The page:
News Shorts for September

by | Sep 23, 2014

Share this article

1)     Oil prices fell between July and September, with Brent crude hitting $97 on 23rd September from $115 in late June. This appeared to confound fears that tensions in Ukraine and the Middle East might result in a supply squeeze. Slowing growth in China was widely believed to be responsible.

2)     Bank account switching is progressing less quickly than expected, FCA chief executive Martin Wheatley declared. New results from the Payments Council revealed that in the first 11 months of its operation, 1.1 million customers had switched their accounts – a 19% increase on the previous period. But only 2.2% of current account holders had used the system overall.

3)     Jean-Claude Juncker, the recently-elected president of the European Commission, gave David Cameron an unexpected present when Britain’s Jonathan Hill, a former leader of the House of Lords, was appointed European commissioner for financial services. Mr Cameron had earlier called Juncker’s election ‘a disaster for Europe’. No hard feelings, Dave. 

4)     The ‘Advice Gap’ following RDR will be resolved by ‘market innovation’, FCA CEO Martin Wheatley told the Treasury Select Committee on 9th September. “Whatever the numbers [of orphaned clients] are, people will innovate and fill those gaps,” he said. No, it wasn’t clear exactly what he meant by that. 

5)     Bitcoins had another wretched spell, with their value collapsing to US$398 by 23rd September, down from $647 in early July and $1,147 in December 2013. The news came as a new service was announced allowing consumers to run Bitcoin “wallets” within the euro payments system.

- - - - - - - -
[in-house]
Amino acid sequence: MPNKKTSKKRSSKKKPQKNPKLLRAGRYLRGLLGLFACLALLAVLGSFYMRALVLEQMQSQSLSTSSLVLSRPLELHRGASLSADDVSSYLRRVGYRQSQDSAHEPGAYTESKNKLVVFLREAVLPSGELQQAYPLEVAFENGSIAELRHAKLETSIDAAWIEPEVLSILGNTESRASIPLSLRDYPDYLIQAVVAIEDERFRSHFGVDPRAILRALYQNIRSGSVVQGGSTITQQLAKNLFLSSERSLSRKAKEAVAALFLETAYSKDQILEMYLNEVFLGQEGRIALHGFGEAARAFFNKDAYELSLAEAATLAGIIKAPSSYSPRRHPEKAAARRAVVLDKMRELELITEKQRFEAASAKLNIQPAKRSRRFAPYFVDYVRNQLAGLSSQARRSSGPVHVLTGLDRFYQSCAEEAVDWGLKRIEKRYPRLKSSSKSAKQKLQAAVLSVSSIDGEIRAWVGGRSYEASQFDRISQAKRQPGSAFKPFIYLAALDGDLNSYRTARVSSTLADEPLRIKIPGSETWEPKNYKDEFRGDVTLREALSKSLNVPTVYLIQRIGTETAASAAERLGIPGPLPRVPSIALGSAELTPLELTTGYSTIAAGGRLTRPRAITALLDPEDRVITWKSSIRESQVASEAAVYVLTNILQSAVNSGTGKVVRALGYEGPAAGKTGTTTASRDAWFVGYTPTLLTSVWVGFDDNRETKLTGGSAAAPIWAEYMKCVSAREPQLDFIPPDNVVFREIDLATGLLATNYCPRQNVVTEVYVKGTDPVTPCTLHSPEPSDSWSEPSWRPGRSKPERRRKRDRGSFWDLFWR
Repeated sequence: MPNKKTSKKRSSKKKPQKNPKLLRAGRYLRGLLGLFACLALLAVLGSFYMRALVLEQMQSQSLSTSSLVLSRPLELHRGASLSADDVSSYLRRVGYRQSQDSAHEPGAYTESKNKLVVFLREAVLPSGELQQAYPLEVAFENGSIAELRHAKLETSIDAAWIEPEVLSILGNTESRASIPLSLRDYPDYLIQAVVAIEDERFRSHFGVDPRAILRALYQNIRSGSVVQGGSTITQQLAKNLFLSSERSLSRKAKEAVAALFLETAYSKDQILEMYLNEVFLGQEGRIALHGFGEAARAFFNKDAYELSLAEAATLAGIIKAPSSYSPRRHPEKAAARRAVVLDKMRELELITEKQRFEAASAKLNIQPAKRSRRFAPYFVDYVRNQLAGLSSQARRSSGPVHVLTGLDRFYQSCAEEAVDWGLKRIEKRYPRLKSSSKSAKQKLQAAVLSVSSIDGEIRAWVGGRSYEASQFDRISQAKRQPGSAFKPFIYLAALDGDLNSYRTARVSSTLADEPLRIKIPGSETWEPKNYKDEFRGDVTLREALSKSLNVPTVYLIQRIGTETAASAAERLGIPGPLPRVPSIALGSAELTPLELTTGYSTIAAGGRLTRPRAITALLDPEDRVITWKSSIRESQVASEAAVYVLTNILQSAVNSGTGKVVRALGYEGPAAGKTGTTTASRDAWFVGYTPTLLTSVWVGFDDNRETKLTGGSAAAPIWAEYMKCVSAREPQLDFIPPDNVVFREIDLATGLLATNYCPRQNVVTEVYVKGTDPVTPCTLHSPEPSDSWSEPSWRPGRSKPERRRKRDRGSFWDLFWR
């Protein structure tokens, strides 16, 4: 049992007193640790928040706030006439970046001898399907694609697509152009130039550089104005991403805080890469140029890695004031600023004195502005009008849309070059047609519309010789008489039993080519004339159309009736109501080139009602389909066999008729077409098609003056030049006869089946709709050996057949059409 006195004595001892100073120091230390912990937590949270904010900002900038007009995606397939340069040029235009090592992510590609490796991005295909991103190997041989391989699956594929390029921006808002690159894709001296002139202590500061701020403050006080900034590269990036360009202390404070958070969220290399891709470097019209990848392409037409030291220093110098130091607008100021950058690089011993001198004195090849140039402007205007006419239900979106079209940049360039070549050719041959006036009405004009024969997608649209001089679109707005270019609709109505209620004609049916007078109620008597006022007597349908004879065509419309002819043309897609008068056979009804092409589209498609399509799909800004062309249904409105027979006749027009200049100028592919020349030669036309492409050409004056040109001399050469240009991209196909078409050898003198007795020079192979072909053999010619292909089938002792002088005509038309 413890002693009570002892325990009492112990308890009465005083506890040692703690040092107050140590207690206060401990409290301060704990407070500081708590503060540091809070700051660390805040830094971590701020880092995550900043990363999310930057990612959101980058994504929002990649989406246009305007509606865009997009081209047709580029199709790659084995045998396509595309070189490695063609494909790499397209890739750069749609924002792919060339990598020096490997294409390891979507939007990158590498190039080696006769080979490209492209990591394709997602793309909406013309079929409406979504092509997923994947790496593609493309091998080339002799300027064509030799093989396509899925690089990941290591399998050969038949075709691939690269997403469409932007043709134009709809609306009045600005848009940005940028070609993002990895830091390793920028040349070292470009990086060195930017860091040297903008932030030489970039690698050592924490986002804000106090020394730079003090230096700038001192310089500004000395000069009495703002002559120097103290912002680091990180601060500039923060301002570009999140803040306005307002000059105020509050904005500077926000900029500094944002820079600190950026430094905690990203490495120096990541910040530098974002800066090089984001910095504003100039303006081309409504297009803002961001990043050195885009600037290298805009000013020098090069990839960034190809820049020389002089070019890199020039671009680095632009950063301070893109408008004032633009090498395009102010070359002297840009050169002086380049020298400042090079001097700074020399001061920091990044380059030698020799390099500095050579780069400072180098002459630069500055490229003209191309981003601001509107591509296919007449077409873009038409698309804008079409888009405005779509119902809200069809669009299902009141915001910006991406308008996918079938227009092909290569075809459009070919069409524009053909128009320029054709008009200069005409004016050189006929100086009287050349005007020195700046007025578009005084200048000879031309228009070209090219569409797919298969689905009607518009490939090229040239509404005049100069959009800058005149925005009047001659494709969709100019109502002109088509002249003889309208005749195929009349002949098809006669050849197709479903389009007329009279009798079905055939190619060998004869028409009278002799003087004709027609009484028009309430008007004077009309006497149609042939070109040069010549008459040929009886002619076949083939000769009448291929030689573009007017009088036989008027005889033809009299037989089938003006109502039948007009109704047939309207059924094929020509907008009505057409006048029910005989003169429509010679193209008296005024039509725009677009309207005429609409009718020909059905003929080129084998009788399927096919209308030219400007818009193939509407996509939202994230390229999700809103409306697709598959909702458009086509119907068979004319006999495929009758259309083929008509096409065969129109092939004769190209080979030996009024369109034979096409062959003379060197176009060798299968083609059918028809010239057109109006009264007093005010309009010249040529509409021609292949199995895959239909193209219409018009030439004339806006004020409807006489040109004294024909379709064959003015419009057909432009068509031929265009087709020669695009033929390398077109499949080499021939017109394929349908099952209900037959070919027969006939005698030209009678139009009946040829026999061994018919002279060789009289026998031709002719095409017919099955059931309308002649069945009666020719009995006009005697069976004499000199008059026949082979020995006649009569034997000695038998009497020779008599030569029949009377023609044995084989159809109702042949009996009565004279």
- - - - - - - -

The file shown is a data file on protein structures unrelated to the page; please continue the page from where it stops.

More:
6)     Investec  offloaded its Kensington subprime mortgage lending operation to private equity specialists Blackstone and TPG for £180 million in cash. That was more than £100 million less than Investec had paid for it in 2007, but the deal frees up some £3.7 bn of troublesome legacy assets and will bolster the tier 1 capital ratio by about 1%.

7)     UK house prices in the three months to August were 9.7% higher than a year earlier, the Halifax reported. But that represented a cooling after the alarming 10.2 per cent increase recorded in July – the fastest rate since September 2007.

 8)     Britain’s official GDP figures received a bizarre backdated boost from the adoption of new EU-standard calculations that incorporate the probable impact of ‘hidden’ activities such as prostitution and illegal drug dealing. The ONS valued them at £8.4 billion in 2012 – sharply down from £10.5 billion in 2007. So that’s all right then.

 9)     Mark Carney reiterated his belief that interest rates could rise in the spring. The Bank of England governor told the Trades Union Conference in Liverpool that a gentle increase next year, followed by ‘very gradual’ further increases, would see inflation settling at around its 2% target and a further 1.2 million jobs being created.

10)Britons take their personal pensions at an average age of 58, a new European survey revealed – earlier than the French (59) and the Germans (61), and among the earliest in Europe. But a doughty 20% of British over-65s were still working – by far the highest proportion in Europe.  

11)Brazil formally went into recession in the second quarter, with a 0.6% GDP contraction that followed another 0.2% fall in Q1. The development disappointed BRICs investors, who had been hoping for better things. 

12)Quilter Cheviot, the UK’s second-biggest independent wealth management group, was reported to have rejected a £600 million approach from Old Mutual. Bridgepoint, Quilter’s controlling shareholder, is planning an IPO which will value the wealth manager at up to £700 million.  

13)America is the world’s third most competitive country, according to the World Economic Forum’s annual rankings – overtaking Finland and Germany but still behind Switzerland and Singapore. Britain came ninth, Japan was sixth.

 

Share this article

Related articles

Modern flexibility needed on where and when to work

Modern flexibility needed on where and when to work

New ways of working will look different for everyone, everywhere. While there is a universal acceptance that today’s workforce wants radical flexibility, what that looks like for each organisation will vary significantly. Striking the right balance between remote...

Trending articles